The $250 surge protectors protect you from a variety of power problems, most of which you probably don't actually need protection from.

Transient surges and lightning protection: Easy enough to unplug your computer during a thunderstorm.

If you would like to incorporate transient overvoltage protection into your Airstream you can hard wire a heavy-duty surge protector into your breaker box. They mount in a standard knockout and cost less than $50, for example this one:

SQUARE D SDSA1175 1PH 3W SURGE ARRESTER | Gordon Electric Supply, Inc.

Undervoltage protection: The need for brownout protection of AC motors has been recognized for at least 30 or 40 years. I assume that current generation RV air conditioners incorporate brownout protection; I know that $100 window units do.

By all means buy a plug-in AC Voltmeter (less than $20) to keep track of what the campground power is doing.

AC Voltage Meter - Four Corners JL-010204-01 - Voltage Monitors - Camping World

If the line voltage is lugging down to 90 Volts when your air conditioner starts, probably ought to shut off the air conditioner.

Open neutral protection: Only applicable to big motor homes and trailers with a 240 Volt, 50 Amp connection. On a trailer with a 120 Volt, 30 Amp connection, the neutral is one side of your power line. If you have an open neutral you have no power.

Originally Posted by Matthew014 View Post
I understand it is to monitor the campground power source. I was just making the statement that I haven't had any problems due to poor quality campground power.

What my dilemma really boils down to is.....even if the surge protector goes off, what are my options? With my campsite all set up with kids, dogs, wifey all having fun....and the power is cut in the Florida sun! I will call the campground office to complain......then remove the surge protector to get the A/C working again.

That's the essence of the problem. All the protectors can do is shut off the power if they're not happy with it, and I suspect that you end up with more nuisance trips than protection.

But if the peace of mind of having a gadget watching your incoming power is worth the purchase price to you, go for it.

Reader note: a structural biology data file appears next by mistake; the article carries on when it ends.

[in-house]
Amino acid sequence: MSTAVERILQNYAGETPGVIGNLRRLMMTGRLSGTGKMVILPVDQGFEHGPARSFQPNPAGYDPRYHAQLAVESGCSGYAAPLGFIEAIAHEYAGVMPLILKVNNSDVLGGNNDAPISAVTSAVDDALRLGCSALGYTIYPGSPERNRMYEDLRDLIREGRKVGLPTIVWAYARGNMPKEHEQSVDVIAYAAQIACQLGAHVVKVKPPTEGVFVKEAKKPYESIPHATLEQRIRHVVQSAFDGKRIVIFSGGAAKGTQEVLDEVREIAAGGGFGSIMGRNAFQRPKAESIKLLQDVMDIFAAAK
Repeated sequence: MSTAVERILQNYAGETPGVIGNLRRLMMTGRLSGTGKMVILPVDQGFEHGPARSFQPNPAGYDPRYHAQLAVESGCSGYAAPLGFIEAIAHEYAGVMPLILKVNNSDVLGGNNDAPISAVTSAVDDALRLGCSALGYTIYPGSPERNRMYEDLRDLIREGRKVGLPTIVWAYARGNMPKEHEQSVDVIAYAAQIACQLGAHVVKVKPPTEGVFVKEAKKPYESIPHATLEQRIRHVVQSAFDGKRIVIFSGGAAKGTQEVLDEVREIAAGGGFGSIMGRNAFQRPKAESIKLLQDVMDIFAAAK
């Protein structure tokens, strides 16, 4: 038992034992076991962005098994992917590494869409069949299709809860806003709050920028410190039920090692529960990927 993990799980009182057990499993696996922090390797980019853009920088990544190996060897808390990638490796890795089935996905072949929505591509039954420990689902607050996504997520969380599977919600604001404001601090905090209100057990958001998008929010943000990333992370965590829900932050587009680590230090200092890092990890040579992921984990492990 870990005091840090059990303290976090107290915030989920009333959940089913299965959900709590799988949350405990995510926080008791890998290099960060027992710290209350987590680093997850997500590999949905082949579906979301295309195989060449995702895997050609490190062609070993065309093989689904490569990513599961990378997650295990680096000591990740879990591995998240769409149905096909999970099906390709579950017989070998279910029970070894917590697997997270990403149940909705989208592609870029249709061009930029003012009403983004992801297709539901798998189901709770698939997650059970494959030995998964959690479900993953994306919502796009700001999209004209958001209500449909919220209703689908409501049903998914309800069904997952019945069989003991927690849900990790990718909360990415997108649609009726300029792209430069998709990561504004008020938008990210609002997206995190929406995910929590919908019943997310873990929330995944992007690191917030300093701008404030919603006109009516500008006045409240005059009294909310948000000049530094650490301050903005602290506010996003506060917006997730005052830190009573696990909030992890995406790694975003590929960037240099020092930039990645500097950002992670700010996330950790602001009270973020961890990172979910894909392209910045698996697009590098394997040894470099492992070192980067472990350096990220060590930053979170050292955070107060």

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Old 07-11-2014, 11:43 PM   #19
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Since I have a moho with optional 50 amps, and also spent many years dealing with power quality, I installed the hard wired Progressive at the input. I consider it insurance: each of us has to do a risk assessment and decide what to insure, a cost/risk/benefit analysis. I have to much stuff plugged in, and do not want to risk low voltage in the afternoon frying my a/c.

I have no idea if it has helped, but will have to replace some components: when I plug in to a 15 amp 120v circuit at home it sometimes shows low voltage on one phase, but: there is only one phase! A vigorous tap on the unit resets the sensing circuit so a board swap should fix it.
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Old 07-12-2014, 04:35 AM   #20
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one big advantage to the surge protector is that it is automatic. both at home and in the trailer i leave a small UPS (Uninterruptible power supply - Wikipedia, the free encyclopedia) plugged in because i like that they beep when things go wrong. some give info such as voltage and frequency. i have a plug in volt meter but it only works when i'm looking at it ;-)
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Old 07-12-2014, 05:38 AM   #21
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I use a surge protector also but I installed the hard wired unit. IMHO the cords on the pedestal unit is so short it does not allow for a plug replacement. I've had to replace two shore cord plugs previously due to failing outlets on the pedestal.
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Old 07-12-2014, 06:07 AM   #22
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Originally Posted by GCinSC2 View Post
I use a surge protector also but I installed the hard wired unit. IMHO the cords on the pedestal unit is so short it does not allow for a plug replacement. I've had to replace two shore cord plugs previously due to failing outlets on the pedestal.